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Write about the most frightening experience you have ever had

Write about the most frightening (or happy or difficult) experience you have ever had.

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  • It was a beautiful Saturday morning in June 1996. I was 13 years old and at boarding school in Manchester. That morning I was up early to take a music theory exam with a few other kids around my age. 

    I went into the exam room and started the test. About half way through everybody started getting distracted by an increasing amount of noise from a helicopter which was hovering near the classroom where we were taking the exam. A few of us were giggling at the teacher, who was desperately trying to keep us focused and failing miserably as he frantically attempted to seal all the windows to block out the noise. 

    I finished the exam early and headed across the yard to the computer room to settle down for an intense gaming session (oh how the following years haven't changed me...) I picked a computer by a large window facing out over the city.

    After about 10 minutes the sun came out from behind a cloud, so I stood up and pulled down the blind.

    Seconds later...

    BOOM ....

    The loudest noise I've ever heard in my life. I looked up and realised the blind I'd just pulled down was ripped to shreds. Shards of glass covered the desk. About 150 meters away a giant plume of black smoke was rising.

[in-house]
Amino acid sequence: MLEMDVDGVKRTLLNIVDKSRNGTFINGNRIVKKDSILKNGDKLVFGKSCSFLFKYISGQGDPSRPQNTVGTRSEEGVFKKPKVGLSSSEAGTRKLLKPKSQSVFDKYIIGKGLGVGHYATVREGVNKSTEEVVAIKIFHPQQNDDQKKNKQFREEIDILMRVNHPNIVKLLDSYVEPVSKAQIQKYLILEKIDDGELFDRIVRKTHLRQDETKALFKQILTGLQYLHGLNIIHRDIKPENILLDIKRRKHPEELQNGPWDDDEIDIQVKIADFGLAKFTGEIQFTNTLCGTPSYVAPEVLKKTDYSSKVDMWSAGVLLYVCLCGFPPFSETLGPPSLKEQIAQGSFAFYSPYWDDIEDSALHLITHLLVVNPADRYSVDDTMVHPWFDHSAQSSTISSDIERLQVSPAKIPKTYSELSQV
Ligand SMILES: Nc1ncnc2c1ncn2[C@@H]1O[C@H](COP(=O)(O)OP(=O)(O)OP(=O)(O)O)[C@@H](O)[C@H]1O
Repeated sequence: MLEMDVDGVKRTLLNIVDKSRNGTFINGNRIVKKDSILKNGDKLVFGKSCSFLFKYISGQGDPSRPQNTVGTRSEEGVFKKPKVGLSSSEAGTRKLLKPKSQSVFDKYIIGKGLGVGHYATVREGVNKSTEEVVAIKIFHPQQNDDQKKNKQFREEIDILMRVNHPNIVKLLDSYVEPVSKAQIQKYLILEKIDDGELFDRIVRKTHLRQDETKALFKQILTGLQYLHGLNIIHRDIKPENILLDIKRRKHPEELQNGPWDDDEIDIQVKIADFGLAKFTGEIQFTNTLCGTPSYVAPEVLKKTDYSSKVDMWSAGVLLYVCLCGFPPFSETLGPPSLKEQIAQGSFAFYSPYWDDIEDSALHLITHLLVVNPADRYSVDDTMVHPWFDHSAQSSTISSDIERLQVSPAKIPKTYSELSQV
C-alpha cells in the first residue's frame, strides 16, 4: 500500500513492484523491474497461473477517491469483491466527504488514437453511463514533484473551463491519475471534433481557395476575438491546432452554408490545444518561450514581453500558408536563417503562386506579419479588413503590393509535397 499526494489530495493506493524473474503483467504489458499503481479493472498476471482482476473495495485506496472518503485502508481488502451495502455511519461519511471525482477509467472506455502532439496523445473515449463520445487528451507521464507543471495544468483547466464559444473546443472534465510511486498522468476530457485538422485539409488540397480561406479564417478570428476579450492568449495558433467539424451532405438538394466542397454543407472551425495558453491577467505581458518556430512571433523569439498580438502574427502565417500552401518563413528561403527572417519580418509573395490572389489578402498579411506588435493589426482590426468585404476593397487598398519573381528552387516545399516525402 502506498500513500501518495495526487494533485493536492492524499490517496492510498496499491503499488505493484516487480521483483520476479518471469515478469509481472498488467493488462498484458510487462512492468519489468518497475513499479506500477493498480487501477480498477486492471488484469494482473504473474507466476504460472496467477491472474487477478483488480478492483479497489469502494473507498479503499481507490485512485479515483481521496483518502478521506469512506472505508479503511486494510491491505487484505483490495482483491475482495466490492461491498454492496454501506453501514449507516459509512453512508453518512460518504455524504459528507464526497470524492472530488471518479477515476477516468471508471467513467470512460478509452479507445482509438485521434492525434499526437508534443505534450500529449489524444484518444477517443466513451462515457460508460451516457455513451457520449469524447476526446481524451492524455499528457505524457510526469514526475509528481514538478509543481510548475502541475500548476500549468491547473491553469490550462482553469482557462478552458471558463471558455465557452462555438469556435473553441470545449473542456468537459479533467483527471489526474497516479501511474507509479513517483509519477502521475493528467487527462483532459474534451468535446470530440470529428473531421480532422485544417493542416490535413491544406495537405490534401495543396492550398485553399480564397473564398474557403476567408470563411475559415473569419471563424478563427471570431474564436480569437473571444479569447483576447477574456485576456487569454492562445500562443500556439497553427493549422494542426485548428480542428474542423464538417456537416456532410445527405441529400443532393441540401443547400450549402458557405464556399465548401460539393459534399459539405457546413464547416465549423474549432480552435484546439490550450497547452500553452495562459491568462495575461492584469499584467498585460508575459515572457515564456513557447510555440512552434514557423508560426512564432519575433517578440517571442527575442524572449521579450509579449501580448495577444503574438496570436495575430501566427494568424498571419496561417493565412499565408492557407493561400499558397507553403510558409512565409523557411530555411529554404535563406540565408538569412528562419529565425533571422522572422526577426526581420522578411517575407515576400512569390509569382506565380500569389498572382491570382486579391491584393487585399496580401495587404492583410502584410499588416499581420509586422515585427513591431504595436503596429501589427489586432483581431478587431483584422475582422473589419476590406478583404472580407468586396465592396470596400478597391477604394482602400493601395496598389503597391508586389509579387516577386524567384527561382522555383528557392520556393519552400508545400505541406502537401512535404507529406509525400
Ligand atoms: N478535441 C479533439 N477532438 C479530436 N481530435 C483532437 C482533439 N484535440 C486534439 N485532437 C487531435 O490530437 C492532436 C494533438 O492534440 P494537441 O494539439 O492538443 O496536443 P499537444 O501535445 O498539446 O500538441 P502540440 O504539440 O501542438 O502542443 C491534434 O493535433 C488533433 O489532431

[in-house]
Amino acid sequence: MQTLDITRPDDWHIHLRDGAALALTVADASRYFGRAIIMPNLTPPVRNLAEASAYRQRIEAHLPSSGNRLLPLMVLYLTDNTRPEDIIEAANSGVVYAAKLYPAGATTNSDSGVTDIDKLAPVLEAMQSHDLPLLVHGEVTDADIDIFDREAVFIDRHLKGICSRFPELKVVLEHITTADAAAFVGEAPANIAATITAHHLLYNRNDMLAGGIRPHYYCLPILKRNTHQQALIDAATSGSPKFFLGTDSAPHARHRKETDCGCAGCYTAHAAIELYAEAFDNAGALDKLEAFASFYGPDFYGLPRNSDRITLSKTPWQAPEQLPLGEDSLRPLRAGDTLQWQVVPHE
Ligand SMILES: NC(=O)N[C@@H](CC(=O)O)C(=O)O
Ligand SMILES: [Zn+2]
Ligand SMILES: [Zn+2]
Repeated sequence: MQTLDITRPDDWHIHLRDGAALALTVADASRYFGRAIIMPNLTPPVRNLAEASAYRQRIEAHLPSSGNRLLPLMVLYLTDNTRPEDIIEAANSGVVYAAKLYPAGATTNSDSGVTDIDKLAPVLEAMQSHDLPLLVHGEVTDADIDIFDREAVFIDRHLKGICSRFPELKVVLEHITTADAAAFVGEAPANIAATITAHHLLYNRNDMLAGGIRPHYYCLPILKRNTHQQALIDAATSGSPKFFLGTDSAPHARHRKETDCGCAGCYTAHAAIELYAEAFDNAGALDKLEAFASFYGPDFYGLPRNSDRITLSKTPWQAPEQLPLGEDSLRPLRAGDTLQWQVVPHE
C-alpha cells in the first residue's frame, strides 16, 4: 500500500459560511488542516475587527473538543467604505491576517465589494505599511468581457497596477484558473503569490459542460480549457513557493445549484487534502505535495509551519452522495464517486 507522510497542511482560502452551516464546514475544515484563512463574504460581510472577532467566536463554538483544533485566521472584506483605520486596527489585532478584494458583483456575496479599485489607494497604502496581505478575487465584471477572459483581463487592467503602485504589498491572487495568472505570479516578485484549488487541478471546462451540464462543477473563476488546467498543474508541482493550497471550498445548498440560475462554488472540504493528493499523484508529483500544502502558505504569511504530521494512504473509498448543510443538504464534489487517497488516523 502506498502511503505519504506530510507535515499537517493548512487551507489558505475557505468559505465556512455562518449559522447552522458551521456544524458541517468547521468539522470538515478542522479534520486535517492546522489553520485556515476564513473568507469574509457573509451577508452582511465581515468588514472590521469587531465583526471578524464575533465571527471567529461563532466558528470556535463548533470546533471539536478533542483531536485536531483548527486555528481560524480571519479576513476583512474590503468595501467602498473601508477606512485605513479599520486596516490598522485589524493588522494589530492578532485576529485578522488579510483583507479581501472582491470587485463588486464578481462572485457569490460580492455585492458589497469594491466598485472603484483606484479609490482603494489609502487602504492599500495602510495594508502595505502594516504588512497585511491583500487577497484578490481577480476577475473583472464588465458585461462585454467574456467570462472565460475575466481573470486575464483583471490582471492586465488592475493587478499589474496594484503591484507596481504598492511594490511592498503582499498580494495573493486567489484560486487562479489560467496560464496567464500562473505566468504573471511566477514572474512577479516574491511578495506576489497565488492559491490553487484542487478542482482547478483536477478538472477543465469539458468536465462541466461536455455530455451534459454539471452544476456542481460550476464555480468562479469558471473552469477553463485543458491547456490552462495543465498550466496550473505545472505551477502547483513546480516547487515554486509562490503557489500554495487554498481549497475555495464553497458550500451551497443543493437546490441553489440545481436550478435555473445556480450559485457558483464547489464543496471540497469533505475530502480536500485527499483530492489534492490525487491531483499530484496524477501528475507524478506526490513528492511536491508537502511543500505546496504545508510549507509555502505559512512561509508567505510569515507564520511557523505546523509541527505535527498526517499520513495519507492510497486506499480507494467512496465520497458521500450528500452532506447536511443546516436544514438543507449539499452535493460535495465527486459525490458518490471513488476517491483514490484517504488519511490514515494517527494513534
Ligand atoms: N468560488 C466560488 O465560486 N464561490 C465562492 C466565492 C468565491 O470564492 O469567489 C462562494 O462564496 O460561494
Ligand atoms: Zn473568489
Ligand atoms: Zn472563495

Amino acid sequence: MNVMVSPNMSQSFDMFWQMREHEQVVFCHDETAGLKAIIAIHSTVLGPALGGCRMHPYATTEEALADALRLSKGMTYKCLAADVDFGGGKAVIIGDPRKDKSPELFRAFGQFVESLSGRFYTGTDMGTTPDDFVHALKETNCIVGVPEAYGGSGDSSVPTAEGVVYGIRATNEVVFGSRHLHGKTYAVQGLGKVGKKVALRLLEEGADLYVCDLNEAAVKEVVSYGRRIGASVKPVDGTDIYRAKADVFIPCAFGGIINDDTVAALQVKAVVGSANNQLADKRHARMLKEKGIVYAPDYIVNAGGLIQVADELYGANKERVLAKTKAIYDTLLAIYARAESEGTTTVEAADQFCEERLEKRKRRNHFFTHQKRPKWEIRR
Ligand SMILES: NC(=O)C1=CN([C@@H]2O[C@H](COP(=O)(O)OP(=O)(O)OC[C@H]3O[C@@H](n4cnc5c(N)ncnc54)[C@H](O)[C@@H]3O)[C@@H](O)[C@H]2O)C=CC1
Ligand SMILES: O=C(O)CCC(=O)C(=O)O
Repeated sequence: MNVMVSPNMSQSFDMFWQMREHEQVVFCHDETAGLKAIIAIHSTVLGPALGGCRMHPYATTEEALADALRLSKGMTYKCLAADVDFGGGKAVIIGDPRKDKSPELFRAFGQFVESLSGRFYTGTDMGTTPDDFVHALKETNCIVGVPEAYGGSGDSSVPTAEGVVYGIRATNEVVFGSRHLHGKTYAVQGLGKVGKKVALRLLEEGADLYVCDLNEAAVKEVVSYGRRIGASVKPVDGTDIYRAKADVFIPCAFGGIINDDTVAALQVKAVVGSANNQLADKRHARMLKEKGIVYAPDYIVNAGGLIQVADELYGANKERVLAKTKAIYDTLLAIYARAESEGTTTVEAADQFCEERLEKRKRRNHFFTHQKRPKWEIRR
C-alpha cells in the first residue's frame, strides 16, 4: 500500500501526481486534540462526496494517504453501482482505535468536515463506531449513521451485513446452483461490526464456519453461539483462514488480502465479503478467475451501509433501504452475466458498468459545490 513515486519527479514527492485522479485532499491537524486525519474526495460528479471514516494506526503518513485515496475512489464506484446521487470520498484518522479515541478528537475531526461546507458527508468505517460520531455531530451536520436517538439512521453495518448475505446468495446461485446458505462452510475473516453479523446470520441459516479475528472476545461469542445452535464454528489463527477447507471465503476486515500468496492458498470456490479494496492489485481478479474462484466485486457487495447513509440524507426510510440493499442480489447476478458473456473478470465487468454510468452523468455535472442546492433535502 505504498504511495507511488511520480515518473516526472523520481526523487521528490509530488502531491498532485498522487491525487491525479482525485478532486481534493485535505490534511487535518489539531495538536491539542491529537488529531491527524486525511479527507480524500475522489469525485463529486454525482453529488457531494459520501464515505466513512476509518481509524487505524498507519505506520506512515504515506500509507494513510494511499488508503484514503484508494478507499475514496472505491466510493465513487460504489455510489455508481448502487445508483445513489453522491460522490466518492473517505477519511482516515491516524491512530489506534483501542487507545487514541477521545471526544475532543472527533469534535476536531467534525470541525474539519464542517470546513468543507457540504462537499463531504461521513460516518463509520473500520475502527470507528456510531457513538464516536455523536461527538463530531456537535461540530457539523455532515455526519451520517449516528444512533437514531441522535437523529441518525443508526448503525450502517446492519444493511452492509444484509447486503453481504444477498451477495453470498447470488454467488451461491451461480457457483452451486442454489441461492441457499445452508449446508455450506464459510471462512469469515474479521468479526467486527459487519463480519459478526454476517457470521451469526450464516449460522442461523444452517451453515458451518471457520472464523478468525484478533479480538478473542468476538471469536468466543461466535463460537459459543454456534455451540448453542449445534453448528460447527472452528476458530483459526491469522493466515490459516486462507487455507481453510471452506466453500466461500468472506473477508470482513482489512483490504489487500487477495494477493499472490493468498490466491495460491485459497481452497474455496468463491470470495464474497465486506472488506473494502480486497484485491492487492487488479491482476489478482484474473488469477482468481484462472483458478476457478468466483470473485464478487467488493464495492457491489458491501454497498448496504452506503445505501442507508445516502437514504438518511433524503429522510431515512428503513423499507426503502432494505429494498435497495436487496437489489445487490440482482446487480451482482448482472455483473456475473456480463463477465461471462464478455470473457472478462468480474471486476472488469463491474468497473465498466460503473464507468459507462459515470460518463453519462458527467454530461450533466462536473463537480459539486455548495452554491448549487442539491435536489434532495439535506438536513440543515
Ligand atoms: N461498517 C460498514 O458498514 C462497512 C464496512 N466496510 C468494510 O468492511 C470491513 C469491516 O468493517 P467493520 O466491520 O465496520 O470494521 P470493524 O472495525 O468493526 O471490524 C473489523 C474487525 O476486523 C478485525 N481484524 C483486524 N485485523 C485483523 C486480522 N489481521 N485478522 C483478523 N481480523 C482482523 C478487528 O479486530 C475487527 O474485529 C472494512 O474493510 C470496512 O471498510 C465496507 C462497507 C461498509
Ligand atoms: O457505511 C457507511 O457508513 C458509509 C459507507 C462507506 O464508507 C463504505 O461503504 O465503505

I can remember almost nothing about what happened next and of getting out of the building. In fact pretty much the only thing that stayed with me was the shocked, frozen face of a boy who was sat behind me at the time. I remember feeling deeply annoyed as I tugged on his arm to get him to move. 

    Everyone in the school assembled outside in the yard, and details started trickling through about the bomb that had exploded nearby (see 1996 Manchester bombing). 

    A teacher kindly offered me their mobile phone to call my parents. Surreally, I remember feeling delighted to be using a mobile for the first time - a big clumsy brick of a thing. How my mum must have felt to hear her son say "a bomb's gone off, I'm fine, I have to go because apparently this call is really expensive" I can only imagine. 

    That night was scary in its own way. I couldn't sleep in my dorm as the windows had blown in and my bed was covered in glass. The whole city centre had been evacuated except for the school, so it was literally silent - surprisingly unnerving when you're used to living in a city. 

    I often consider how fortunate I was that the sun came out and I drew that blind when I did, in a city notorious for its cloudy and wet weather. My story pales in comparison to those of some of my friends, including someone who was inches away from glass roof as it collapsed.

    I still live in Manchester and rarely think about the bomb, but I do tend to step away from the window whenever I hear a helicopter. 

      bởi Vũ Duy Đạt 01/03/2019
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